One of my pet the­or­ies has always been to blame Big Brother. No, not the book. I have always been flum­moxed by the pop­ular­ity of the TV show and the pleth­ora of real­ity TV spin-offs. My instinct­ive reac­tion was that it was sim­ilar to being “groomed” to accept round-the-clock intru­sion into our per­sonal lives. More than accept – desire it. The clear mes­sage is that such sur­veil­lance can lead to instant fame, wealth and access to the Z-list parties of Lon­don. And for that we are sleep-walking into a real Orwellian nightmare.

Slightly flip­pant the­or­ies aside, it is inter­est­ing that one of the most cited examples of the need for CCTV was the Bish­opsgate bomb­ing in Lon­don in 1993. In this case a lorry bomb, filled with a tonne of home made explos­ive (HME) was det­on­ated in the heart of the city of Lon­don by the IRA. One per­son was killed, many were injured, and hun­dreds of mil­lions of pounds worth of dam­age was caused, not to men­tion the fact threat the IRA scored a huge pub­li­city coup.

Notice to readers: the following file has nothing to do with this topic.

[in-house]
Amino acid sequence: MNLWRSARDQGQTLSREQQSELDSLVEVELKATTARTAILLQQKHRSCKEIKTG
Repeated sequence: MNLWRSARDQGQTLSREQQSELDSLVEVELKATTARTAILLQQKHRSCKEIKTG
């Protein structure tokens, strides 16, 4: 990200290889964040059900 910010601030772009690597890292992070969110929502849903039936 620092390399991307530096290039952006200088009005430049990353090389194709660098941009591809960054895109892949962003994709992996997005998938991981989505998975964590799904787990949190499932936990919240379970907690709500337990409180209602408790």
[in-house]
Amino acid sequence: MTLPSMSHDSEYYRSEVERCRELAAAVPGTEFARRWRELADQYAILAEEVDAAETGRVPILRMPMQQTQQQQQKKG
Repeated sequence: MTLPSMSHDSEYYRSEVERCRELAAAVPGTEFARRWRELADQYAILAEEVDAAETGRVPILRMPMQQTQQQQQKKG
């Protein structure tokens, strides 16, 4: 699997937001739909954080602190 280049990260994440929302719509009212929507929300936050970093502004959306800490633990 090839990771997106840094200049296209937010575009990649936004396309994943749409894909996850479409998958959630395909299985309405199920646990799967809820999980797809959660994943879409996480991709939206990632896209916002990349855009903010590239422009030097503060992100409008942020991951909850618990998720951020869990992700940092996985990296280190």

But this had noth­ing to do with the lack or oth­er­wise of CCTV in the streets of the City. It was an intel­li­gence fail­ure, pure and simple.

This attack could and should have been pre­ven­ted. It occurred while I was work­ing in MI5, and it was widely known in the ser­vice at the time that the bomber should have been arres­ted six months before dur­ing a sur­veil­lance oper­a­tion. Des­pite the fact that he was seen check­ing out another lorry bomb in stor­age, he was allowed to walk free and escape to the Repub­lic of Ire­land due to pro­ced­ural cock-ups. Months later, he returned to the City and bombed Bishopsgate.

By rely­ing increas­ingly on tech­no­lo­gies to pro­tect us, we are fol­low­ing in the foot­steps of the Amer­ic­ans. They have always had an over-reliance on gad­gets and giz­mos when seek­ing to invest­ig­ate crim­in­als and ter­ror­ists: satel­lite track­ing, phone taps, bugs. But this hoover­ing up of inform­a­tion is never an adequate replace­ment for pre­cise invest­ig­at­ive work. Plus, any crim­inal or ter­ror­ist worth their salt these days knows not to dis­cuss sens­it­ive plans electronically.